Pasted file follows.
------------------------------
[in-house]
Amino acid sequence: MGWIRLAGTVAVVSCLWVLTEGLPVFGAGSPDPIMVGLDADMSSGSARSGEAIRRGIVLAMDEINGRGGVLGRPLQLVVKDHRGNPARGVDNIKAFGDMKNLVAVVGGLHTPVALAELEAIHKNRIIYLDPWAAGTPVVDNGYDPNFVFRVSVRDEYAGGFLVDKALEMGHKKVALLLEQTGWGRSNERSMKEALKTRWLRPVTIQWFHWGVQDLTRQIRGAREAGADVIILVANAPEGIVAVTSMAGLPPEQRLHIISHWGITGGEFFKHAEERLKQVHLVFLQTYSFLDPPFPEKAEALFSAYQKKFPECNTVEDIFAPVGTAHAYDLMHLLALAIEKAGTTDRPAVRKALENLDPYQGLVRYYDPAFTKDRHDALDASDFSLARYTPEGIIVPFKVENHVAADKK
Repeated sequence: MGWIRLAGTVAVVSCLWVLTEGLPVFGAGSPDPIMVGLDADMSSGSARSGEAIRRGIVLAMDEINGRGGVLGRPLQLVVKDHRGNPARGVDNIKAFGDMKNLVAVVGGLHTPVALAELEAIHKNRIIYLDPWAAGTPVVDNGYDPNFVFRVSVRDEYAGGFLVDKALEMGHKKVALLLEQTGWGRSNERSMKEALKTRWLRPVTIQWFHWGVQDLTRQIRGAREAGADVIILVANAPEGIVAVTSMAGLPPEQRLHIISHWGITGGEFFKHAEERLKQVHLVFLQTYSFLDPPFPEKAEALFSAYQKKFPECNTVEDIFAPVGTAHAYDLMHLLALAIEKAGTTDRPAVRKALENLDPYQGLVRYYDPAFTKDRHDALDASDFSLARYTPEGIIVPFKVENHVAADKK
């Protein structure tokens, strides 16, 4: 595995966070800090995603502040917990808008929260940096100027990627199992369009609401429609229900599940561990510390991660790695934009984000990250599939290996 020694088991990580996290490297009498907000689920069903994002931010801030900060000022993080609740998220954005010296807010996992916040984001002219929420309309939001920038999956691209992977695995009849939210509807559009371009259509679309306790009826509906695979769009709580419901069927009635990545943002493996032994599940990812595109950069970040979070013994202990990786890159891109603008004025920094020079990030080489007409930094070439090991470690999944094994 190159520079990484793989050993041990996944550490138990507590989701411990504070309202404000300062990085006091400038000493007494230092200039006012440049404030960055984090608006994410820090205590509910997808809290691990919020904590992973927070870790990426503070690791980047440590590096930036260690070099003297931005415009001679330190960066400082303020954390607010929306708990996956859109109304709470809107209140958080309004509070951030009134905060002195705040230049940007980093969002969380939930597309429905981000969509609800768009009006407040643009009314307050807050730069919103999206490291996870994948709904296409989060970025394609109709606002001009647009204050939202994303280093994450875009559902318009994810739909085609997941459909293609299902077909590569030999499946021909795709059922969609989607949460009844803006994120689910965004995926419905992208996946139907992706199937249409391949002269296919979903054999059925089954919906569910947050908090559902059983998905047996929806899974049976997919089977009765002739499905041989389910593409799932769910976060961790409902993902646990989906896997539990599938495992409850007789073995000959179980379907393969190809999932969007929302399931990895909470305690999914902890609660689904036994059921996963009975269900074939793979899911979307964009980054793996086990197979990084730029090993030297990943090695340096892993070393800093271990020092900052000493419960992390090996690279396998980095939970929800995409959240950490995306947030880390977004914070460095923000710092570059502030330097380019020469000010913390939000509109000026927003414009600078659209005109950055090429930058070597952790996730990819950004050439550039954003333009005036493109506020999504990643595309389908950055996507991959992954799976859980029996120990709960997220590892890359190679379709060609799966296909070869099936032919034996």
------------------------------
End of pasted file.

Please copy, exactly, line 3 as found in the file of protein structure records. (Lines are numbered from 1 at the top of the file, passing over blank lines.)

Repeated sequence: MGWIRLAGTVAVVSCLWVLTEGLPVFGAGSPDPIMVGLDADMSSGSARSGEAIRRGIVLAMDEINGRGGVLGRPLQLVVKDHRGNPARGVDNIKAFGDMKNLVAVVGGLHTPVALAELEAIHKNRIIYLDPWAAGTPVVDNGYDPNFVFRVSVRDEYAGGFLVDKALEMGHKKVALLLEQTGWGRSNERSMKEALKTRWLRPVTIQWFHWGVQDLTRQIRGAREAGADVIILVANAPEGIVAVTSMAGLPPEQRLHIISHWGITGGEFFKHAEERLKQVHLVFLQTYSFLDPPFPEKAEALFSAYQKKFPECNTVEDIFAPVGTAHAYDLMHLLALAIEKAGTTDRPAVRKALENLDPYQGLVRYYDPAFTKDRHDALDASDFSLARYTPEGIIVPFKVENHVAADKK